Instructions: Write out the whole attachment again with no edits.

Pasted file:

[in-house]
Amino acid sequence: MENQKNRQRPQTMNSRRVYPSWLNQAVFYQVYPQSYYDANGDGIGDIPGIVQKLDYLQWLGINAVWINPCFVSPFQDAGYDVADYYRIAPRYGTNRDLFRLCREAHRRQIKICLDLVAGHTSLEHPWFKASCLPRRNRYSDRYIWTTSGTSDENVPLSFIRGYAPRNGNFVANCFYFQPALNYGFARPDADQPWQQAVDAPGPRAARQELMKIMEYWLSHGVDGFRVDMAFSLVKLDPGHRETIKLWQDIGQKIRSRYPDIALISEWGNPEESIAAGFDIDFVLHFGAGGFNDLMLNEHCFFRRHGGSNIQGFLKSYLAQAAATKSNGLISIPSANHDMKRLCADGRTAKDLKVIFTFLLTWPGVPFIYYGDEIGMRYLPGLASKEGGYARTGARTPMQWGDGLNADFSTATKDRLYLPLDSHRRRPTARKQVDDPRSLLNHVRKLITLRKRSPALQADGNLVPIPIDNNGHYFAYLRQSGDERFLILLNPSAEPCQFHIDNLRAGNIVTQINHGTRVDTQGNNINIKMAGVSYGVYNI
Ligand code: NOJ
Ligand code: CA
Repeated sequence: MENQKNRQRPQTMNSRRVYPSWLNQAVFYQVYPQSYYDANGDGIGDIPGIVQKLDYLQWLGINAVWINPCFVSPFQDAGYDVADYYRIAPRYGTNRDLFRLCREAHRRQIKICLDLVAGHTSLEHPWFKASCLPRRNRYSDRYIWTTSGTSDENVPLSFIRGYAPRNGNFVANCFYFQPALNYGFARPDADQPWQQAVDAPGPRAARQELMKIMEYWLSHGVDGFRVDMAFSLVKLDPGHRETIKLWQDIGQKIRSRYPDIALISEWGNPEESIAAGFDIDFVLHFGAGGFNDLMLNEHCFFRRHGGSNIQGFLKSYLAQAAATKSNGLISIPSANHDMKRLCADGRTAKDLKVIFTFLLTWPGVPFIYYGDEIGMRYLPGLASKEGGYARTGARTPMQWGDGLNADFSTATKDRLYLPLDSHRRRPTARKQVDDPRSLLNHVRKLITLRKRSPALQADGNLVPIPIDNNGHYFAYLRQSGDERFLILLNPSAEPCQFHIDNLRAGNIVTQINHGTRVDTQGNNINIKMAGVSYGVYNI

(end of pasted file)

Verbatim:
[in-house]
Amino acid sequence: MENQKNRQRPQTMNSRRVYPSWLNQAVFYQVYPQSYYDANGDGIGDIPGIVQKLDYLQWLGINAVWINPCFVSPFQDAGYDVADYYRIAPRYGTNRDLFRLCREAHRRQIKICLDLVAGHTSLEHPWFKASCLPRRNRYSDRYIWTTSGTSDENVPLSFIRGYAPRNGNFVANCFYFQPALNYGFARPDADQPWQQAVDAPGPRAARQELMKIMEYWLSHGVDGFRVDMAFSLVKLDPGHRETIKLWQDIGQKIRSRYPDIALISEWGNPEESIAAGFDIDFVLHFGAGGFNDLMLNEHCFFRRHGGSNIQGFLKSYLAQAAATKSNGLISIPSANHDMKRLCADGRTAKDLKVIFTFLLTWPGVPFIYYGDEIGMRYLPGLASKEGGYARTGARTPMQWGDGLNADFSTATKDRLYLPLDSHRRRPTARKQVDDPRSLLNHVRKLITLRKRSPALQADGNLVPIPIDNNGHYFAYLRQSGDERFLILLNPSAEPCQFHIDNLRAGNIVTQINHGTRVDTQGNNINIKMAGVSYGVYNI
Ligand code: NOJ
Ligand code: CA
Repeated sequence: MENQKNRQRPQTMNSRRVYPSWLNQAVFYQVYPQSYYDANGDGIGDIPGIVQKLDYLQWLGINAVWINPCFVSPFQDAGYDVADYYRIAPRYGTNRDLFRLCREAHRRQIKICLDLVAGHTSLEHPWFKASCLPRRNRYSDRYIWTTSGTSDENVPLSFIRGYAPRNGNFVANCFYFQPALNYGFARPDADQPWQQAVDAPGPRAARQELMKIMEYWLSHGVDGFRVDMAFSLVKLDPGHRETIKLWQDIGQKIRSRYPDIALISEWGNPEESIAAGFDIDFVLHFGAGGFNDLMLNEHCFFRRHGGSNIQGFLKSYLAQAAATKSNGLISIPSANHDMKRLCADGRTAKDLKVIFTFLLTWPGVPFIYYGDEIGMRYLPGLASKEGGYARTGARTPMQWGDGLNADFSTATKDRLYLPLDSHRRRPTARKQVDDPRSLLNHVRKLITLRKRSPALQADGNLVPIPIDNNGHYFAYLRQSGDERFLILLNPSAEPCQFHIDNLRAGNIVTQINHGTRVDTQGNNINIKMAGVSYGVYNI